Americans should argue with Madison, but we should also take his words seriously when we do so.
Niccolò Machiavelli was one of the principal architects of American constitutionalism. A heterodox thinker in his day, Machiavelli observed in his Discourses on Livy (1531): “Those who blame the quarrels of the Senate and the people of Rome condemn that which was the very origin of liberty.” In other words, the institutionalized conflict between the optimates and populares was essential to preserving the Roman Republic. Machiavelli was the first significant figure in the Western tradition to acknowledge the importance of conflict in sustaining a body politic. And his understanding of the relationship between conflict and political order would eventually influence the creation of the American Senate in 1787.
Yet most people today are unfamiliar with Machiavelli’s influence on the Senate. For example, consider the recurring debate over the institution’s undemocratic nature. Both critics and fans of the Senate assume it was created to serve the interests of the states qua states. Jonah Goldberg summed up this point recently asserting, “the Senate was created to represent the interests of the sovereign states.” The only issue of contention in the debate is whether one thinks this is a good or bad thing.
Yet the conventional wisdom is mistaken, and impedes our ability to assess of how the Senate at present is, or is not, working.
The Options the Founders Considered
The U.S. Senate exists for one overriding reason: to check the popularly elected U.S. House of Representatives. Throughout the summer of 1787, James Madison and his fellow delegates to the Federal Convention highlight, again and again, the Machiavellian observation that institutionalized conflict was essential to the preservation of the republic. Trying to inject an updated understanding of Machiavelli’s dictum into the heart of the new federal government, they created a Senate whose institutional features—size, membership-selection process, nature of representation, length of term of office, compensation—are properly understood only in relation to the body’s House-checking role.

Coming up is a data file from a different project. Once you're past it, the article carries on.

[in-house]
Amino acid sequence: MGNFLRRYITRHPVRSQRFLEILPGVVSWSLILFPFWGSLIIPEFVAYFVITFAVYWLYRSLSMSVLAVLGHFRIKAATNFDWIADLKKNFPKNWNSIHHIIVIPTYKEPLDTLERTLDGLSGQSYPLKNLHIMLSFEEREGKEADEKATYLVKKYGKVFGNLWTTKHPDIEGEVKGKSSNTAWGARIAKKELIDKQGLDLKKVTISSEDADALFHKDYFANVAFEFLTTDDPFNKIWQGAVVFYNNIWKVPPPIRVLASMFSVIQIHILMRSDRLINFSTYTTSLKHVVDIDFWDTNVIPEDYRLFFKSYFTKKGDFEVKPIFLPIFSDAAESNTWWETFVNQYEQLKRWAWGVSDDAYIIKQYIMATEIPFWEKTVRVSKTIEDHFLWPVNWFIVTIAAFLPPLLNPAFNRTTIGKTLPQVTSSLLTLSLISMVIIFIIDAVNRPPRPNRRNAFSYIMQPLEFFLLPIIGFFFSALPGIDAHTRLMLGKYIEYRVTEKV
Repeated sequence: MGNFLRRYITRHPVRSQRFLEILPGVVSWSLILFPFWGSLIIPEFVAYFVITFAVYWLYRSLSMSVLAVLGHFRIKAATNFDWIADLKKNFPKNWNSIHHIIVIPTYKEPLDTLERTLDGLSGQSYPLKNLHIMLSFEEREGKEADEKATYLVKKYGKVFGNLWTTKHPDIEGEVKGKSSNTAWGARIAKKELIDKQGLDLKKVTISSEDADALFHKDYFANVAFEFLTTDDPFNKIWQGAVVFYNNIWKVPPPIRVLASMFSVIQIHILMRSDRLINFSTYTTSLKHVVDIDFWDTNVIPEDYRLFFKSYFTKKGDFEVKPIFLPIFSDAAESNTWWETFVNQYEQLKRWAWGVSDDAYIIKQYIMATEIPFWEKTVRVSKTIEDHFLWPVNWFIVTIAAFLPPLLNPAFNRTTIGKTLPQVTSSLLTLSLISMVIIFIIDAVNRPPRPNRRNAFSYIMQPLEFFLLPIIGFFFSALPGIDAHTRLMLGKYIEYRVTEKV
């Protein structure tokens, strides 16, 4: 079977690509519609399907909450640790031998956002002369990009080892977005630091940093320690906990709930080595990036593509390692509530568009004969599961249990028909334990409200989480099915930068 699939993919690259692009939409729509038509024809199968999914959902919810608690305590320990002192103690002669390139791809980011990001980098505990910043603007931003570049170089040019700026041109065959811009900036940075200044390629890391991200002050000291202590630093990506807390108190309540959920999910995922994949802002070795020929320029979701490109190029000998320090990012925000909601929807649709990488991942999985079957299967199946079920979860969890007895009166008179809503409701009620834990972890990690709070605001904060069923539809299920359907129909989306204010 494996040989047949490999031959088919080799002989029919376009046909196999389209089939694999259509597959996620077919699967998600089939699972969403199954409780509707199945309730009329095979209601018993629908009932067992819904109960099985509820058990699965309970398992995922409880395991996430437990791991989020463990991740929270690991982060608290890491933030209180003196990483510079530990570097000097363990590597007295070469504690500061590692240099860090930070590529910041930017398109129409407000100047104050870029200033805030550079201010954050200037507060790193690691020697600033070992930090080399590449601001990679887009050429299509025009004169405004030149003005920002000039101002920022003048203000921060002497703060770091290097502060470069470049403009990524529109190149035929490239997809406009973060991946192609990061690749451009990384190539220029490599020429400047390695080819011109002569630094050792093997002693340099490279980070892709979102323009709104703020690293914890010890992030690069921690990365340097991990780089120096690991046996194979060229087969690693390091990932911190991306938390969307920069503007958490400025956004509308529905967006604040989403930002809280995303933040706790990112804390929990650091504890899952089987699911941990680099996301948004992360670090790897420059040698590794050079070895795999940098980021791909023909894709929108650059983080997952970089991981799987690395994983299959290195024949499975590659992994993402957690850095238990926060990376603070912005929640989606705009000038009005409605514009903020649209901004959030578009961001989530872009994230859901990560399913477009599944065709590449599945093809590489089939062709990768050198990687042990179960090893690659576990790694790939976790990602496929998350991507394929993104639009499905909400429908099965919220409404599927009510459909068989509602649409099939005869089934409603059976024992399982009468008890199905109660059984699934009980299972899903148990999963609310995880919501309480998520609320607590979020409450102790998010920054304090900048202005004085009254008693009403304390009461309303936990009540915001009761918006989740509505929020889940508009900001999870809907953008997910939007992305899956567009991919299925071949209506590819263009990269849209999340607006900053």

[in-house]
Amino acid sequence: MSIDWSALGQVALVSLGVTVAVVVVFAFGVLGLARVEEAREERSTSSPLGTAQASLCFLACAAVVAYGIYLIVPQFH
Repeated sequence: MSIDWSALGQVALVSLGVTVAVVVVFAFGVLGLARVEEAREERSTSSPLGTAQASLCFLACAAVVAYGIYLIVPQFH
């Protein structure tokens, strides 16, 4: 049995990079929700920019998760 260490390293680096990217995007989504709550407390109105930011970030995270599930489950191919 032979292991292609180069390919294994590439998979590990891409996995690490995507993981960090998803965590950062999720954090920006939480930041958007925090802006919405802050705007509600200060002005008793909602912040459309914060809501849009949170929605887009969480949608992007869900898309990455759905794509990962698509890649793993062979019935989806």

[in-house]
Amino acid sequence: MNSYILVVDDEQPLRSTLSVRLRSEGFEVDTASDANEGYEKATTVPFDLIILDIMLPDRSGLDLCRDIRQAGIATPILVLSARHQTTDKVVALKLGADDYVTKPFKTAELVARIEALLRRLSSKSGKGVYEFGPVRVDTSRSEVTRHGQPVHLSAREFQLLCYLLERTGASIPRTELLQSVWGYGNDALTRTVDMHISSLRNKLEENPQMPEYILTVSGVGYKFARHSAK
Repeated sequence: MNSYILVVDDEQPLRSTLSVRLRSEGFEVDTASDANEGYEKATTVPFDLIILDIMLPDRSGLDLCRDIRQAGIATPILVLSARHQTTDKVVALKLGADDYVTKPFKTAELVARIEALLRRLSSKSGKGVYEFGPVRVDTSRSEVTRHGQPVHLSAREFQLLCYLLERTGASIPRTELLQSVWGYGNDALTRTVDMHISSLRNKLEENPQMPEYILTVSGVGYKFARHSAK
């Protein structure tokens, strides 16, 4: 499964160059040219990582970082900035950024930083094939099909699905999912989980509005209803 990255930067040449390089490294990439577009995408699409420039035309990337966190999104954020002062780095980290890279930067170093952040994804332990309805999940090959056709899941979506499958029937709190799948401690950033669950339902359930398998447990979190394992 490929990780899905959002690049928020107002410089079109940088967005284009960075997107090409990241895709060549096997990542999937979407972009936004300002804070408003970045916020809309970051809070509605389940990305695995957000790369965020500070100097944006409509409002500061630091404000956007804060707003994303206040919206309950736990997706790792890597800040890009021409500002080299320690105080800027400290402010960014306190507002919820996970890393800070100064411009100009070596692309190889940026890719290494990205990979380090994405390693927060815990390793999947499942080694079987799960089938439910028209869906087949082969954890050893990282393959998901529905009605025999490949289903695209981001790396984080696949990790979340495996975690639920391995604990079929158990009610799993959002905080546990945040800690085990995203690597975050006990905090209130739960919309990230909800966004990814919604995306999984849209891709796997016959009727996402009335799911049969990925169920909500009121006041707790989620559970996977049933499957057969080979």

If the Senate were going to check the House, its members could not be drawn from the same source. That meant senators could not be popularly elected. If they were, they would end up being subject to the same interests and passions as their House colleagues, gravely impairing their ability to be a corrective. According to Madison, “In the states where the Senates were chosen in the same manner as the other branches . . . the institution was found to be no check whatever against the instabilities of the other branches.”
Much less would the Senate be able to check the House if its members were dependent on the House for their seats, which was initially a feature of the Virginia Plan. Almost all of the delegates to the Convention opposed having House members appoint senators; the latter might feel beholden to the former. Connecticut’s Roger Sherman reflected their general sentiment, stating that he “was of opinion that if the Senate was to be appointed by the first branch and out of that Body that it would make them too dependent, and thereby destroy the end for which the Senate ought to be appointed.”
Once the delegates ruled out popular election and House appointment as being incompatible with the Senate’s checking role, having each state legislature choose that state’s U.S. senators was the only option they had left. Admittedly, both Madison and fellow Virginian Edmund Randolph originally opposed state selection, favoring instead the selection of senators by the House. Their reason was that state lawmakers were even closer to the people than House members would be. Consequently, allowing state lawmakers to select U.S. senators would readily carry the popular interests and passions into the Senate whereas selection by the U.S. representatives might do so to a lesser degree. The two men opposed popular election of senators as a recipe for bringing this ill-effect into the Senate quickest of all. Each option had its downside for Madison and Randolph. That they, in the end, set aside their qualms about state selection shows how paramount was the Senate’s checking role in their minds.